KINGS OF ARMENIA MINOR. Mithradates, circa 180s-170s BC. Honorary Medal or Brooch (Gold, 30 mm, 3.81 g, 12 h), a uniface repoussée with four loops attached to the back. 𐡌𐡕𐡓𐡃𐡕 ('mtrdt' in Aramaic) Draped bearded bust of Mithradates to right, wearing upright bashlyk tied with a diadem. Rev. Incuse of obverse. Unpublished and unique. A wonderful piece of art, the first gold image of an Armenian ruler and hence of the greatest historical importance. Very minor marks, otherwise, good very fine.
From an important collection of Armenian coins.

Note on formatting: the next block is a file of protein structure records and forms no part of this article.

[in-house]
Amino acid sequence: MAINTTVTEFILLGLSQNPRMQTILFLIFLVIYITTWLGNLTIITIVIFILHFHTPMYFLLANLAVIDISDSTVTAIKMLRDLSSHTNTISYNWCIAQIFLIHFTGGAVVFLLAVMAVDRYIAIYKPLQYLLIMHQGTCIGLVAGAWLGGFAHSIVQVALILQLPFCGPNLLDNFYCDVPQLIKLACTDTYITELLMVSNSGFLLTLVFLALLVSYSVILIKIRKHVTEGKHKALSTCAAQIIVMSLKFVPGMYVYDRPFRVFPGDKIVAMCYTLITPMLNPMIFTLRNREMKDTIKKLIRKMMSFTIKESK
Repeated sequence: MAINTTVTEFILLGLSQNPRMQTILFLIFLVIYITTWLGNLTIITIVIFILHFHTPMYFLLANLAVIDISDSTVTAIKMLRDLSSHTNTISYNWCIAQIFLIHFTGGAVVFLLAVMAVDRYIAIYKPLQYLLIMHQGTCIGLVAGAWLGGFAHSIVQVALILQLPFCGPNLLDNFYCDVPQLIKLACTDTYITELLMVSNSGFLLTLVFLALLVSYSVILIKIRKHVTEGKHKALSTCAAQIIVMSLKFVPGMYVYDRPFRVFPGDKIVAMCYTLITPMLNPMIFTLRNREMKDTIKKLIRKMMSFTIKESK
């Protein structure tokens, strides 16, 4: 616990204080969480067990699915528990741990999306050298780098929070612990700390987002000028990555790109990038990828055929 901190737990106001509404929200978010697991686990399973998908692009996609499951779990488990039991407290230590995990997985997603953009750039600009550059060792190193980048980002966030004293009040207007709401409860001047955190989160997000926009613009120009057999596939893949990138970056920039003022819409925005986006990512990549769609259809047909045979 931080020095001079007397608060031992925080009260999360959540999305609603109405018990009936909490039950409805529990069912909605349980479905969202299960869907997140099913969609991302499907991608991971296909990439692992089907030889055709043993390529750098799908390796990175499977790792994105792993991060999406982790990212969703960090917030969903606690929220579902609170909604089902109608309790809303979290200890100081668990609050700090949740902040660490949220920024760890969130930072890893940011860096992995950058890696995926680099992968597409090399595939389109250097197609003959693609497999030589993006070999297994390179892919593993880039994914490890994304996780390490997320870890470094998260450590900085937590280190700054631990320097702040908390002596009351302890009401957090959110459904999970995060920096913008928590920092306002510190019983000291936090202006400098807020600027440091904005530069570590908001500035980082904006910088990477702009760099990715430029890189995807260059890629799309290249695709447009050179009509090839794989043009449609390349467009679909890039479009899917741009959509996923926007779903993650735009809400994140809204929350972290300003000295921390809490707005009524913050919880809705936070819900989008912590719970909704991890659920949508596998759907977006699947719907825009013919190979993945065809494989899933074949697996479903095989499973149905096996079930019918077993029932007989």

The unexpected emergence of this wonderful gold appliqué showing the portrait of a bearded Armenian Satrap or King to right wearing an upright bashlyk is a very exciting discovery. The Aramaic legend on the repoussé work identifies the ruler as 'Mithradates', a common name among Armenian Satraps and Kings in the 3rd century BC-1st century AD. Stylistic comparison of the portraits leaves little doubt that the ruler is in fact the Mithradates from Kovacs 295-296, whose extremely rare coins show him both bearded and unbearded and wearing an identical upright bashlyk (for particularly similar portraits with well recognizable beards, see lot 360 below and the example in the 'Kariatin' Collection, Obolos 12 (2019), 130). The then unique Kovacs 295 example was sold in Peus 340, 2 November 1994, 334 and there tentatively attributed to Mithradates I Ktistes (302-266 BC), the founder of the Kingdom of Pontos, based on the use of Aramaic legends, which reminded the cataloguer of the somewhat earlier drachms of Ariarathes I of Cappadocia (repeated in the description of lot 241 in the current Nomos 18 catalogue). This is highly unlikely indeed: we now know that the use of Aramaic legends on coins was common practice among Armenian rulers in the early 2nd century BC and there is hence no need to postulate an otherwise unknown coinage of Mithradates I Ktistes of Pontos, all the more since Kovacs 295-296 and lot 359 below fit much better into the early Armenian series, both stylistically and iconographically. Kovacs attributes these coins to a nephew of Antiochos III 'the Great' (223-187 BC) named Mithradates, who was put forward in 212 BC by the King's advisors as a suited satrap for the recently conquered province of Armenia (Polyb. 8.23) and he hence dates the coins to 212-? BC. Kovacs also connects this Mithradates, nephew of Antiochos III, with a Mithradates mentioned by Livy (Livy 33.19.9) in the entourage of the Seleukid King during his campaign in western Asia Minor in 197 (not 179) BC, and with the Mithradates, Satrap of Armenia, attested by Polybios (Polyb. 25.2.11) as the co-signer of the 179 BC peace treaty between Pharnakes I of Pontos (circa 180s-160s BC) and Eumenes II of Pergamon (197-159 BC). However, Polybios reports that Antiochos III refused the appointment of his nephew Mithradates to satrap of Armenia in 212, whereas the Mithradates referred to by Livy in 197 is said to be the King's own son and thus probably identical to the Mithradates mentioned in the King's letter to Herakleia ad Latmon as one of his three sons (SEG 37 (1987), 859, dated to 198/7 but redated to circa 197-193 by John Ma: Antiochos and the Cities of Western Asia Minor. Oxford 1999, p. 345. For a refusal of the proposed identification of Antiochos' son Mithradates with his nephew Mithradates, see P. F. Mittag: Antiochos IV. Epiphanes: Eine politische Biographie. Berlin 2006, pp. 35-36). This leaves Mithradates, Armenian satrap and co-signer of the peace treaty of 179 BC, as the only viable option for the assignment of the present gold repoussée and Kovacs 295-296 (a possibility also suggested by Kovacs in his note on p. 49: Mithradates, Satrap in Anatolia, 179 BC). Unfortunately, we know nothing about Mithradates' relationship with the first Orontid King, Artaxias I (circa 190-160 BC), but it is worth noting that the latter also struck bronze coins with Aramaic legends (Kovacs 37-44) early in his reign before changing them to Greek in his second series. The concurrent use of Aramaic supports the dating of Mithradates the Satrap, who bears no royal title (although he does wear a diadem!) and may have been Artaxias' subordinate, in the 180s-170s BC. His tenure as an Armenian satrap cannot be more closely dated, but the fact that he appears both bearded and unbearded on his coins indicates that he must have been in office over a considerable period of time. From Polybios we learn that Mithradates had to pay war reparations of 300 talents as a punishment for breaking his treaty with Eumenes II of Pergamon when attacking Cappadocia, which indicates that he was enjoying considerable political autonomy and actively participating in the wars of the more powerful Hellenistic states at the time. It is remarkable that the present gold repoussée of Mithradates - unlike his rather crude coins - bears a highly individualized and naturalistic portrait. The loops attached to the back show that it was likely supposed to be worn as a brooch: it was perhaps made by a Greek artist at the Satrap's court and handed out as an honorary medal or brooch to high-ranking Armenian officers or used as a diplomatic present.